Kohima, 30 March (MTNews): Former Nagaland Congress President and Ex-Finance Minister, K Therie, has called for the intervention of the Governor of Nagaland in addressing the Eastern Nagaland Peoples’ Organization’s decision to boycott the upcoming elections. Terming the boycott as a constitutional breakdown, Therie urged the state’s governor to facilitate discussions with the government to resolve the issue promptly.

Therie emphasized that boycotting the election was an “extreme step” and a constitutional breakdown, and would be considered as a “black chapter in the history of Nagaland’s Statehood.”

He noted potential confusion stemming from the division between ENPO and its elected MLAs, and said that ENPO is standing on issues of discrimination and grievances with support of the rural population and the youth. “They deserve to be respected,” he said.

Therie also said that the MLAs, although elected by ENPO voters, are “slaves to their election debts as the system is.” He added, “Slaves do not raise their voice for their rights. Now, therefore, the voice of ENPO and its Frontals are important.”

Reportedly, Therie said, the Chief Minister himself encouraged ENPO to meet with the Union Home Minister regarding their demands. However, Therie criticized the initial dismissal of ENPO’s concerns by the state government, stressing the importance of addressing grievances rather than shutting doors.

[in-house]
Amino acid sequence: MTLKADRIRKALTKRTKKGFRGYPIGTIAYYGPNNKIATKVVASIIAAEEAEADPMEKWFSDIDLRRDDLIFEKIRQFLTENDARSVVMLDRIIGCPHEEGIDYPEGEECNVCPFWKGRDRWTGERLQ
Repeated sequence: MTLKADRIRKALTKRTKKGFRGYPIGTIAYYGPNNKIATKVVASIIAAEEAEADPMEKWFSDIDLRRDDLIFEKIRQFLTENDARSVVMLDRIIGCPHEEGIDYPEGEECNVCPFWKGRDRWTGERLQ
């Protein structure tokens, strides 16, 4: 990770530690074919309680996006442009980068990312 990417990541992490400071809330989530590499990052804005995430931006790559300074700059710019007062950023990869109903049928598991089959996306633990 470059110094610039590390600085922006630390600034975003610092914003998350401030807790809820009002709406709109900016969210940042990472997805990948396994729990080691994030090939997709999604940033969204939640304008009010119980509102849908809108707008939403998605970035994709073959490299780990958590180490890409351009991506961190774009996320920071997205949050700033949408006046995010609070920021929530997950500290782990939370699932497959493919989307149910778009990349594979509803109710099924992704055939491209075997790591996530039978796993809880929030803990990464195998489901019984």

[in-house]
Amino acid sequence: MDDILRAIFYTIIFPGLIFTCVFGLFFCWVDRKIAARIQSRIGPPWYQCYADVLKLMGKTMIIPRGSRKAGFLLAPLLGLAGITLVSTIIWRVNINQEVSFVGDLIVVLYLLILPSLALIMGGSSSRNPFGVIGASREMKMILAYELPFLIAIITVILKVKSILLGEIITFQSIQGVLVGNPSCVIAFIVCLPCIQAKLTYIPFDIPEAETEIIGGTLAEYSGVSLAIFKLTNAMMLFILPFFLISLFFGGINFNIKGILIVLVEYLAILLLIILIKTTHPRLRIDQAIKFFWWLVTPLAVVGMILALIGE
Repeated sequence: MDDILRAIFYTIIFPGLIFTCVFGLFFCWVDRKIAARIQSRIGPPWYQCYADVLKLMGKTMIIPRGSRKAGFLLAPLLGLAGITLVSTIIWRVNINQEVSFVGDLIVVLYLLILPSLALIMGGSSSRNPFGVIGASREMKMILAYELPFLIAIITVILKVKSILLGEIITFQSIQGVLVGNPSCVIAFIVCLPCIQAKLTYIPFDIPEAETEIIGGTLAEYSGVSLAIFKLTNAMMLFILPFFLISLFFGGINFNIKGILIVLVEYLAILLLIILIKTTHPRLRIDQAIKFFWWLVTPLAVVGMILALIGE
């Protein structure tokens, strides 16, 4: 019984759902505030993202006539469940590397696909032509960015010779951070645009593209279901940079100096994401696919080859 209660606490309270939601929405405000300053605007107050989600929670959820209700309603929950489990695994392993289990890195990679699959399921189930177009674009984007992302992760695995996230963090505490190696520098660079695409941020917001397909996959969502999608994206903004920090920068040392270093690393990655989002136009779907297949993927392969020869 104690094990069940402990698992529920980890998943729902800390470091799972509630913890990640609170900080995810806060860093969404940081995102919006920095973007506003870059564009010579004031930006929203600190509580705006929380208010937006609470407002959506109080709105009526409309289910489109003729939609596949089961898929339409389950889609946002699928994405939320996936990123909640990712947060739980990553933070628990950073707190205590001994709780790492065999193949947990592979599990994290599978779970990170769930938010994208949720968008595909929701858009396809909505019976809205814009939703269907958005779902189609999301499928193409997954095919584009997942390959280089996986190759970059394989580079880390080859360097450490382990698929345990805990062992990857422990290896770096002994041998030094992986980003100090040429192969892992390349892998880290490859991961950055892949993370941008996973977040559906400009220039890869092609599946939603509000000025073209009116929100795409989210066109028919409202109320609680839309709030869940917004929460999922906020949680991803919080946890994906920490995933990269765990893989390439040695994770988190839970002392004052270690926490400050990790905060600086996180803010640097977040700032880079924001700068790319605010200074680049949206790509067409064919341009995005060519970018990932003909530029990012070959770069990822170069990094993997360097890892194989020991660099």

“Public order falls under State Subject, therefore, maintaining peace and harmony and public order is the duty of the State. Showing the doors to ENPO in the beginning instead of addressing the issues, is a grave error,” Therie said.

Therie held the “opposition-less and voiceless government,” particularly elected MLAs, collectively responsible for the failure to address ENPO’s demands. He urged them to awaken to the urgency of the situation and actively engage in resolving the issue.

In his interactions with ENPO leaders and citizens, Therie described them as peaceful and amiable and willing to cooperate with the State.

“14 years have passed without much attention to address the demands. We have not heard of any action taken attempting to resolve the problem,” said Therie.

Although late, instead of leaving the matter to deteriorate, Therie appealed to the Governor of Nagaland to initiate discussions with the government to resolve the problem across the table.

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